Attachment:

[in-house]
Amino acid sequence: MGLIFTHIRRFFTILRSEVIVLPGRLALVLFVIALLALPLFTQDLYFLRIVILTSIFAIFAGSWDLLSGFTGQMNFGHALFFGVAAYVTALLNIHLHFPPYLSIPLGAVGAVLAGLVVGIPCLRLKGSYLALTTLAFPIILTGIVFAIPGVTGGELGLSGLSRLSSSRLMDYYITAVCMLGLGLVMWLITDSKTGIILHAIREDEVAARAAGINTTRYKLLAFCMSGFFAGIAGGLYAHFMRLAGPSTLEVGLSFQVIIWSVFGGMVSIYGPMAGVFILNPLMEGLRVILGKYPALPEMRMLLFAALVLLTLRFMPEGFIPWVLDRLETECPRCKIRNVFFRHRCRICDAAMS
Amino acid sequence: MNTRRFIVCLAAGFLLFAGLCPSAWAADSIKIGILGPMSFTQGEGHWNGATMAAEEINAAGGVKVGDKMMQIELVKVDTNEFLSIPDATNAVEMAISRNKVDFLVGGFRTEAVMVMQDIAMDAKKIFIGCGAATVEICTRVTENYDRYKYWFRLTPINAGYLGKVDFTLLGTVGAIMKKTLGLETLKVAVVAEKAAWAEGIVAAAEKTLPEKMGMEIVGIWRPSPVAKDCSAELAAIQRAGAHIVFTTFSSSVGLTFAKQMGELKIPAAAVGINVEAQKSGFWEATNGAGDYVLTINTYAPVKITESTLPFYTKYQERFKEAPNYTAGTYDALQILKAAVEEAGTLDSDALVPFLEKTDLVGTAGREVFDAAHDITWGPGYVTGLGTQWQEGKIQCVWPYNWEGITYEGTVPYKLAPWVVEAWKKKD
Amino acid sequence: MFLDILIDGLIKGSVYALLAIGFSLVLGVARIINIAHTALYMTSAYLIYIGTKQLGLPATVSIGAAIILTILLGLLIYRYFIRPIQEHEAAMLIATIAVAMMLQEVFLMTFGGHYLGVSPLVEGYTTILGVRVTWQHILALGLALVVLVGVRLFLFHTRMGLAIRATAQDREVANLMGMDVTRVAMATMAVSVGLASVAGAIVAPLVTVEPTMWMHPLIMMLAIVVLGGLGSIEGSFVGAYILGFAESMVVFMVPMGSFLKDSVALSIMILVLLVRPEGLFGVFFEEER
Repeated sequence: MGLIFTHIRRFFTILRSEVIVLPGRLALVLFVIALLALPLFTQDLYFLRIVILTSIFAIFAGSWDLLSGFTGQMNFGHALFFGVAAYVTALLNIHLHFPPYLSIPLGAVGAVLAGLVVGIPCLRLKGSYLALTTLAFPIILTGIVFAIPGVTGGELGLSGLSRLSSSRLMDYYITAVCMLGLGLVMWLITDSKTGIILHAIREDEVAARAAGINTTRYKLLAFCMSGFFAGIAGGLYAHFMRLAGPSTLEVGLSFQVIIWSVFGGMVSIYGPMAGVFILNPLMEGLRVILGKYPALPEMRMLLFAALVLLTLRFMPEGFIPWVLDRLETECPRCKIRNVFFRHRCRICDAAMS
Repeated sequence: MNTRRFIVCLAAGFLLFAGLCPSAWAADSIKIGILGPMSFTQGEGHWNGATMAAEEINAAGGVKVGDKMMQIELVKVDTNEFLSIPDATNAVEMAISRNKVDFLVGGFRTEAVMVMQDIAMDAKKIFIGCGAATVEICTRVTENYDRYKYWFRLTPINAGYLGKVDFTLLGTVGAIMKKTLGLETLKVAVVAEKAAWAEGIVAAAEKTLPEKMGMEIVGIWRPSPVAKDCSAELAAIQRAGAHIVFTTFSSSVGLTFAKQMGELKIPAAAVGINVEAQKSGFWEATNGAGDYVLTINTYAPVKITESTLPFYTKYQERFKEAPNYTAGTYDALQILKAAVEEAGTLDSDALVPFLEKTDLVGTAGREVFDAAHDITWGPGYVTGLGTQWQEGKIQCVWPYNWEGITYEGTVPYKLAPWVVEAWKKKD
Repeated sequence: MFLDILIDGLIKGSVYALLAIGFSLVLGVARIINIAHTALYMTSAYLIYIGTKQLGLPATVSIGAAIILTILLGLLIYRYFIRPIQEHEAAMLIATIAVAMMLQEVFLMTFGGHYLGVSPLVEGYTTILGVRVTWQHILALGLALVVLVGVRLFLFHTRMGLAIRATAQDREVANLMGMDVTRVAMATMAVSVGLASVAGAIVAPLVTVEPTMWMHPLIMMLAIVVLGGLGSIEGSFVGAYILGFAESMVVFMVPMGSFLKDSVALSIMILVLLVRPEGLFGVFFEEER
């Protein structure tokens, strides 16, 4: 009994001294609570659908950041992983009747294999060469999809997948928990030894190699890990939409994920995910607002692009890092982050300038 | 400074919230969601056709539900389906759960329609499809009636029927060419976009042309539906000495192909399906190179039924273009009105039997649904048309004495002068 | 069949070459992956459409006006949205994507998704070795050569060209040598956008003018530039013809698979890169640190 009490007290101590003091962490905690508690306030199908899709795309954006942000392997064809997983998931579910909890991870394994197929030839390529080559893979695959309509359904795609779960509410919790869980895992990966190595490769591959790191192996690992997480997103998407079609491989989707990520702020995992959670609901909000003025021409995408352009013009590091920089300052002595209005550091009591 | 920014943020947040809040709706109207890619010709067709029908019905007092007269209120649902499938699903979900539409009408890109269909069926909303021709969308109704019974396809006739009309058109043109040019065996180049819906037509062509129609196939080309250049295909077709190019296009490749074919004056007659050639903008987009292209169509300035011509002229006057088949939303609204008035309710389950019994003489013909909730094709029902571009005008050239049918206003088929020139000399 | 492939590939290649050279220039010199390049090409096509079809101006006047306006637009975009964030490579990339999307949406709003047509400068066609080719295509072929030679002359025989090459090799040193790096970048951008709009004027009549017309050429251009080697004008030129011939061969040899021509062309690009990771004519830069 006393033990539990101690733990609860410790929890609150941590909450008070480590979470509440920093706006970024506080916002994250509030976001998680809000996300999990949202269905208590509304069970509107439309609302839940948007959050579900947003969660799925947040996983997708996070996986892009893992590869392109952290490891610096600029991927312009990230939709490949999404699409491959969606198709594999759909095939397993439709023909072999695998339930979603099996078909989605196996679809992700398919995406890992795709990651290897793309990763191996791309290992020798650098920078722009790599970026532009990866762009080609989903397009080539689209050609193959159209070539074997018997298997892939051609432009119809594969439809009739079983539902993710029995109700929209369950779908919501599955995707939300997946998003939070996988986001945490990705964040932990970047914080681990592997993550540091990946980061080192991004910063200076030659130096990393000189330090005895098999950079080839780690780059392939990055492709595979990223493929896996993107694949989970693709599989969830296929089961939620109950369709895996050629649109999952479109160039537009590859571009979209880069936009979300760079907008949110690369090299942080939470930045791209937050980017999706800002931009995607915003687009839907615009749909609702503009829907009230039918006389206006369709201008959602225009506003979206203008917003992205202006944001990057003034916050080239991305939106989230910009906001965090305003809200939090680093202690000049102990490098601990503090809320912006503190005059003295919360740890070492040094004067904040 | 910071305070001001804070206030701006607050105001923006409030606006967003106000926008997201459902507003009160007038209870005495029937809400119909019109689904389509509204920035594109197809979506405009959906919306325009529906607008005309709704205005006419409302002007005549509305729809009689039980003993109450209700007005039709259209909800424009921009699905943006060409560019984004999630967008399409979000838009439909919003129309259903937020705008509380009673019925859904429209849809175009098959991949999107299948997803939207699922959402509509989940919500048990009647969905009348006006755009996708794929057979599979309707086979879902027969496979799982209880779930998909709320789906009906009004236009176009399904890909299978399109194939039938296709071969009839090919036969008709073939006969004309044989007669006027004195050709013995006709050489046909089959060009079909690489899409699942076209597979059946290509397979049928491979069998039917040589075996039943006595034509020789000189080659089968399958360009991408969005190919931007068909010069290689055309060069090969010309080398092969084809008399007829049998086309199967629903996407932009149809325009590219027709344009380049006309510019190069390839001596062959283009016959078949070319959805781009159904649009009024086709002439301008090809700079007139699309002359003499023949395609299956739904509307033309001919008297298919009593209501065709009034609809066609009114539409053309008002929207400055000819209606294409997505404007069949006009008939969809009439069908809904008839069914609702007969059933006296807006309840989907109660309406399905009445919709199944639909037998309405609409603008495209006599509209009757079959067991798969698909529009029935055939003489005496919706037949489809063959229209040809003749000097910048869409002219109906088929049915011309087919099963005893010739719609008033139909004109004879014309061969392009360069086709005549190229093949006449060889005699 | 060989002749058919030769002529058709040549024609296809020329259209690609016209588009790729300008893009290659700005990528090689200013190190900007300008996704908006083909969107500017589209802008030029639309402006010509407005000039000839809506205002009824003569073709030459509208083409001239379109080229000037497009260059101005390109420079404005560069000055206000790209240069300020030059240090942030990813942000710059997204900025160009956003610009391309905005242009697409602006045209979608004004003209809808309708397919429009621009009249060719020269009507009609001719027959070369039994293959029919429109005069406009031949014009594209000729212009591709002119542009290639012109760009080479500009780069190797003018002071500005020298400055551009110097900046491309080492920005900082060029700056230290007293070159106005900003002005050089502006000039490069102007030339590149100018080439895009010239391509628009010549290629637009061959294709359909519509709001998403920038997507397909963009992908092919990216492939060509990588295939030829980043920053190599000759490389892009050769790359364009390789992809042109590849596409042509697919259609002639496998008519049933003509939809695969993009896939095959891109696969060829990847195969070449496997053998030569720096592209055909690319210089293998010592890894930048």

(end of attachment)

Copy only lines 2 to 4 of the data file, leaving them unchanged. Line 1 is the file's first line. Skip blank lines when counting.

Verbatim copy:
Amino acid sequence: MGLIFTHIRRFFTILRSEVIVLPGRLALVLFVIALLALPLFTQDLYFLRIVILTSIFAIFAGSWDLLSGFTGQMNFGHALFFGVAAYVTALLNIHLHFPPYLSIPLGAVGAVLAGLVVGIPCLRLKGSYLALTTLAFPIILTGIVFAIPGVTGGELGLSGLSRLSSSRLMDYYITAVCMLGLGLVMWLITDSKTGIILHAIREDEVAARAAGINTTRYKLLAFCMSGFFAGIAGGLYAHFMRLAGPSTLEVGLSFQVIIWSVFGGMVSIYGPMAGVFILNPLMEGLRVILGKYPALPEMRMLLFAALVLLTLRFMPEGFIPWVLDRLETECPRCKIRNVFFRHRCRICDAAMS
Amino acid sequence: MNTRRFIVCLAAGFLLFAGLCPSAWAADSIKIGILGPMSFTQGEGHWNGATMAAEEINAAGGVKVGDKMMQIELVKVDTNEFLSIPDATNAVEMAISRNKVDFLVGGFRTEAVMVMQDIAMDAKKIFIGCGAATVEICTRVTENYDRYKYWFRLTPINAGYLGKVDFTLLGTVGAIMKKTLGLETLKVAVVAEKAAWAEGIVAAAEKTLPEKMGMEIVGIWRPSPVAKDCSAELAAIQRAGAHIVFTTFSSSVGLTFAKQMGELKIPAAAVGINVEAQKSGFWEATNGAGDYVLTINTYAPVKITESTLPFYTKYQERFKEAPNYTAGTYDALQILKAAVEEAGTLDSDALVPFLEKTDLVGTAGREVFDAAHDITWGPGYVTGLGTQWQEGKIQCVWPYNWEGITYEGTVPYKLAPWVVEAWKKKD
Amino acid sequence: MFLDILIDGLIKGSVYALLAIGFSLVLGVARIINIAHTALYMTSAYLIYIGTKQLGLPATVSIGAAIILTILLGLLIYRYFIRPIQEHEAAMLIATIAVAMMLQEVFLMTFGGHYLGVSPLVEGYTTILGVRVTWQHILALGLALVVLVGVRLFLFHTRMGLAIRATAQDREVANLMGMDVTRVAMATMAVSVGLASVAGAIVAPLVTVEPTMWMHPLIMMLAIVVLGGLGSIEGSFVGAYILGFAESMVVFMVPMGSFLKDSVALSIMILVLLVRPEGLFGVFFEEER